What next for Chelsea after sale is approved?
London (AFP) – Chelsea can finally start planning for the future after the UK government approved Todd Boehly’s £4.25 billion ($5.3 billion) purchase of the club, bringing down the curtain on the Roman Abramovich era. The club have been transformed from Premier League also-rans into a trophy-winning machine under the Russian billionaire, winning 19 major […]
London (AFP) – Chelsea can finally start planning for the future after the UK government approved Todd Boehly’s £4.25 billion ($5.3 billion) purchase of the club, bringing down the curtain on the Roman Abramovich era.
The club have been transformed from Premier League also-rans into a trophy-winning machine under the Russian billionaire, winning 19 major trophies since he took charge in 2003.
AFP Sport looks at the tough job that lies ahead for the incoming Chelsea owners.
Stabilise the squad
Chelsea have been operating under a special licence since sanctions were imposed on Abramovich by the British government in March — a week after he announced he was selling the club following Russia’s invasion of Ukraine.
As a result of the restrictions, the Blues were not allowed to offer new contracts to existing players and effectively faced a transfer ban.
Defenders Antonio Rudiger and Andreas Christensen are set to join Real Madrid and Barcelona respectively on free transfers and will need to be replaced.
The futures of Cesar Azpilicueta and Marcos Alonso must be resolved, while Blues boss Thomas Tuchel is reportedly keen to plug the defensive gaps with a deal for Sevilla’s Jules Kounde.
Chelsea must also weigh up whether to stick with their current roster of forwards or sell players to create space for new arrivals.
Romelu Lukaku arrived as the club’s record signing last year but proved inconsistent after a positive start to the season.
On the bright side, Abramovich’s lavish spending means he leaves behind a competitive squad, which just a year ago beat Manchester City to win the Champions League.
They were beaten finalists in the League Cup and FA Cup this season and finished third in the Premier League, ensuring qualification for Europe’s top club competition again.
One of the top priorities for Chelsea’s new owners is likely to be redeveloping Stamford Bridge into a stadium worthy of one of Europe’s elite clubs.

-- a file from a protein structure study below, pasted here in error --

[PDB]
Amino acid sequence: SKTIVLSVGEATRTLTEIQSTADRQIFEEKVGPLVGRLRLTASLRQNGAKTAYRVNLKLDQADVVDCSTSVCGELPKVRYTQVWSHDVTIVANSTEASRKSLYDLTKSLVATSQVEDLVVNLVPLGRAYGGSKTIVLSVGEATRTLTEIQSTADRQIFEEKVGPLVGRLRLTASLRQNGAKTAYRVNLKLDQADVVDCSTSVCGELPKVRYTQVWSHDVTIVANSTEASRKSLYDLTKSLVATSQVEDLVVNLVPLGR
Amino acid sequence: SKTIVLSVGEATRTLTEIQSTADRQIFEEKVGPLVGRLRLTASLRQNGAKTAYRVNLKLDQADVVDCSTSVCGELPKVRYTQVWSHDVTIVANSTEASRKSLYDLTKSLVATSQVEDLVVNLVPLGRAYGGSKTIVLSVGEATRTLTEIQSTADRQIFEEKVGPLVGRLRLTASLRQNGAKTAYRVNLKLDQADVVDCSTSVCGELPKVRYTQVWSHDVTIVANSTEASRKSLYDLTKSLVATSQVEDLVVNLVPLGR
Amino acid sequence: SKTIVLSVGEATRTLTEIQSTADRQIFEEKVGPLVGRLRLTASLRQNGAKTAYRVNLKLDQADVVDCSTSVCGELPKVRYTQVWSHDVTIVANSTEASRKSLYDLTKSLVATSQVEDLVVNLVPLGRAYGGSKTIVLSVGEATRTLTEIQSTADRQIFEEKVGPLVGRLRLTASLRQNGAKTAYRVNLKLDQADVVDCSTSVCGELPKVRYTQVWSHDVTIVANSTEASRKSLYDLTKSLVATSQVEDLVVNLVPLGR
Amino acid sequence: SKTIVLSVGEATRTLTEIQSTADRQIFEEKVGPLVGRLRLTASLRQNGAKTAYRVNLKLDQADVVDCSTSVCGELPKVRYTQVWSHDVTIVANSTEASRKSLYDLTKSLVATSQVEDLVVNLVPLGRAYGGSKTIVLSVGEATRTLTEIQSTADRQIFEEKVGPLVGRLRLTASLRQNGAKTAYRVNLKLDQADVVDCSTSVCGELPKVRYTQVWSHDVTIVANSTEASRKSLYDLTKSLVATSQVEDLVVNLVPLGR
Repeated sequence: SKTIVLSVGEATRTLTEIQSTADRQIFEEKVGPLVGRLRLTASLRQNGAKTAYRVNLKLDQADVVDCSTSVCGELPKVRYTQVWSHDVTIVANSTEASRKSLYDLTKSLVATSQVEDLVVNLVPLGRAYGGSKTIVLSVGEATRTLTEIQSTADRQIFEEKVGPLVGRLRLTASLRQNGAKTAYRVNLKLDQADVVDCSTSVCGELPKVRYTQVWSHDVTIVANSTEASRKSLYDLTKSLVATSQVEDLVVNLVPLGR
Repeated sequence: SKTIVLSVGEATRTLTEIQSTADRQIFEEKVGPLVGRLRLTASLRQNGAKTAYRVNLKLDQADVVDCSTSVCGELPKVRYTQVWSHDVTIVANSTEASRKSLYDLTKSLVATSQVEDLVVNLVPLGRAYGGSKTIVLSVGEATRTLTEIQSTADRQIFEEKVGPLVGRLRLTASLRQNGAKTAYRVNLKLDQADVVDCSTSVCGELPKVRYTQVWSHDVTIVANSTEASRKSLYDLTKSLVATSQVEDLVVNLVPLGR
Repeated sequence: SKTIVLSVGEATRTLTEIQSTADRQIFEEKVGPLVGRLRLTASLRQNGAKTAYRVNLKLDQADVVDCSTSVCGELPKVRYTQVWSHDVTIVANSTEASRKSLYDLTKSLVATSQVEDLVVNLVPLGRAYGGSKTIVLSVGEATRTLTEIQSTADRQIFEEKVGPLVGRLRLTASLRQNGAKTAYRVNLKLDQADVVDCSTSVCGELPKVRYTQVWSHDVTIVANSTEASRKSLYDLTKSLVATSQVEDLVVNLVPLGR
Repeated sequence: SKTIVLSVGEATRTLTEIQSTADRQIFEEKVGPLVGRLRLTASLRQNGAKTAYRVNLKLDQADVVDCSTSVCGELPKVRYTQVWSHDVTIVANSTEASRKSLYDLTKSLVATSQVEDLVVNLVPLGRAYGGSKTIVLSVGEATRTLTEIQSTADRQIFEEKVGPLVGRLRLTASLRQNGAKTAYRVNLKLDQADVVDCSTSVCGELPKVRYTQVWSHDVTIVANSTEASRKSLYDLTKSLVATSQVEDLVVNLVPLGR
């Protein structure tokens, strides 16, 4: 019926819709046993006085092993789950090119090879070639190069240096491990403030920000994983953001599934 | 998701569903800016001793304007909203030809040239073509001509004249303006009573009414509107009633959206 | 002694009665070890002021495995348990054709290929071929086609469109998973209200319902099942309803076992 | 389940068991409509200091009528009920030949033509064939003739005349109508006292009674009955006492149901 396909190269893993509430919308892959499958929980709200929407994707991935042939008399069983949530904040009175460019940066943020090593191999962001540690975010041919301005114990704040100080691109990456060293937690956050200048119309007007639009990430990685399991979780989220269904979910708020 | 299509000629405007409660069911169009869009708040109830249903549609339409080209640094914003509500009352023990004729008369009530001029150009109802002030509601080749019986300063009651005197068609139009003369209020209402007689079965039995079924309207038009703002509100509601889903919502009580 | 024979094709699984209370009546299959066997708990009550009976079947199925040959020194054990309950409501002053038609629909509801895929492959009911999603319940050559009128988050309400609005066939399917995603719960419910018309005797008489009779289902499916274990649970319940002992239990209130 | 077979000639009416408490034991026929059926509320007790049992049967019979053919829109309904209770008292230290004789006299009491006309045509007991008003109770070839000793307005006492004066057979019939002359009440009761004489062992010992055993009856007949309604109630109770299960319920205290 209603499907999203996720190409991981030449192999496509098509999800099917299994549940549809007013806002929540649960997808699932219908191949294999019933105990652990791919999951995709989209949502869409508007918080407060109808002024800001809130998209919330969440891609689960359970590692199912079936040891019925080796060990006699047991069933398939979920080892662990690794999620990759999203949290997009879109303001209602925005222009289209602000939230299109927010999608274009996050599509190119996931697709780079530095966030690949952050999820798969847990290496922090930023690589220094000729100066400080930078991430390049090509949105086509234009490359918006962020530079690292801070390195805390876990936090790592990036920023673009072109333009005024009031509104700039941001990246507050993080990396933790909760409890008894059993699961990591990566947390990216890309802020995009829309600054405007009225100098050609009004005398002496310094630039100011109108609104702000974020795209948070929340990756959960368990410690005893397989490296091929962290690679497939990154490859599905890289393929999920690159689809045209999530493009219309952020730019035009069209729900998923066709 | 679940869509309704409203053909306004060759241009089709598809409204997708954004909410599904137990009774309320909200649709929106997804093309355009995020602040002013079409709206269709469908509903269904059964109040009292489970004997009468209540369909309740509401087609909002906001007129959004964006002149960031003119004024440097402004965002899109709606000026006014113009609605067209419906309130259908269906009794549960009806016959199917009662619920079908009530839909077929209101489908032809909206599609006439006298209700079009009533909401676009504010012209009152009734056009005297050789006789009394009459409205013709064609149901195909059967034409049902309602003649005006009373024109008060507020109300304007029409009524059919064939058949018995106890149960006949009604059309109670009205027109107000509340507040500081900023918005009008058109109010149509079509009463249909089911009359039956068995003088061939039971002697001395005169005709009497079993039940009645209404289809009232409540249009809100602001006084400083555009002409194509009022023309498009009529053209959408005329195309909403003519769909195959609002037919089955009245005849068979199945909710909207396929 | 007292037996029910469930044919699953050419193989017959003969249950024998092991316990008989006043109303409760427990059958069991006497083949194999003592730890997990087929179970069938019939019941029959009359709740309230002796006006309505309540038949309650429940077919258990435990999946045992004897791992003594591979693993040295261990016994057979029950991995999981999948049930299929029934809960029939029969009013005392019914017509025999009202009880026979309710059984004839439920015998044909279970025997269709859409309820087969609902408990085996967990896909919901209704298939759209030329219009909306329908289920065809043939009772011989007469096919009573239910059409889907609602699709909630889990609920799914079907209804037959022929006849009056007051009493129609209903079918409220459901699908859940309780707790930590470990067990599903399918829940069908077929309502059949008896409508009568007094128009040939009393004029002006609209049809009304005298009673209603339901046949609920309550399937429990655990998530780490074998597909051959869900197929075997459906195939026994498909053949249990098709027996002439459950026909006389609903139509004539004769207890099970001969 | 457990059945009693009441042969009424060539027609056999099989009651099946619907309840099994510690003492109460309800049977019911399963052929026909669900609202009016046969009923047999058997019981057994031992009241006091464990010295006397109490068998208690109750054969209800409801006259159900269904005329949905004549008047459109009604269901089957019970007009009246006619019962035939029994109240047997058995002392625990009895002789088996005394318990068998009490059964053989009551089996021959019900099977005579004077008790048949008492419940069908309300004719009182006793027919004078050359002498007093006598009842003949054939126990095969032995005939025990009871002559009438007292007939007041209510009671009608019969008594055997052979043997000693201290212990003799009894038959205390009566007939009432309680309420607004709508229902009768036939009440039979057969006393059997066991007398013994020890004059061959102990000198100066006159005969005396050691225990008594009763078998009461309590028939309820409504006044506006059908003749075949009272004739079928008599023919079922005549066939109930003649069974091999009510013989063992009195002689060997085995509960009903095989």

Abramovich shelved plans for a £1 billion redevelopment in 2018 during another dispute with the UK government over his visa.
Stamford Bridge’s capacity of 42,000 lags well behind Premier League rivals Manchester United, Manchester City, Liverpool, Arsenal and Tottenham.
Spurs’ £1 billion home, completed in 2019, has become a sporting hub in the English capital, hosting major boxing, rugby and NFL events, as well as concerts and conferences.
Boehly’s track record of both sporting success and stadium redevelopment as a co-owner of baseball’s Los Angeles Dodgers gave his bid credibility to go with the major funding behind it.
Investment in the stadium was reportedly a key part of the consortium’s pitch to American bank Raine, who oversaw the sale process.
A bigger ground will also be part of the long-term strategy to drive revenue and recoup the huge outlay to buy the 2021 European champions.
Chelsea fans will be relieved that their club at last has a new owner after three months of paralysing uncertainty.
But they will be anxious that Boehly and his consortium rebuild the club’s image after a torrid 12 months following the European Super League debacle and the sanctioning of Abramovich.
Chelsea were one of 12 clubs who last year signed up to the proposed breakaway competition, which was quickly scrapped after a deluge of fan fury.
The club’s reputation has also been tarnished by sanctions imposed on Abramovich by Britain and the European Union.
The billionaire was described by the UK government as part of Russian President Vladimir Putin’s inner circle when it imposed an assets freeze in March.
Fans of the west London club will hope the new consortium is able to continue to deliver the sustained success at Stamford Bridge they are used to, keenly aware of their rivals’ differing experiences under US owners.
American-owned Manchester United and Arsenal have struggled to compete at the top end of the Premier League in recent years, with the Glazer family at United a target for vitriolic protests from fans.
On the other hand Liverpool, owned by Boston-based Fenway Sports Group, have been hugely successful under manager Jurgen Klopp.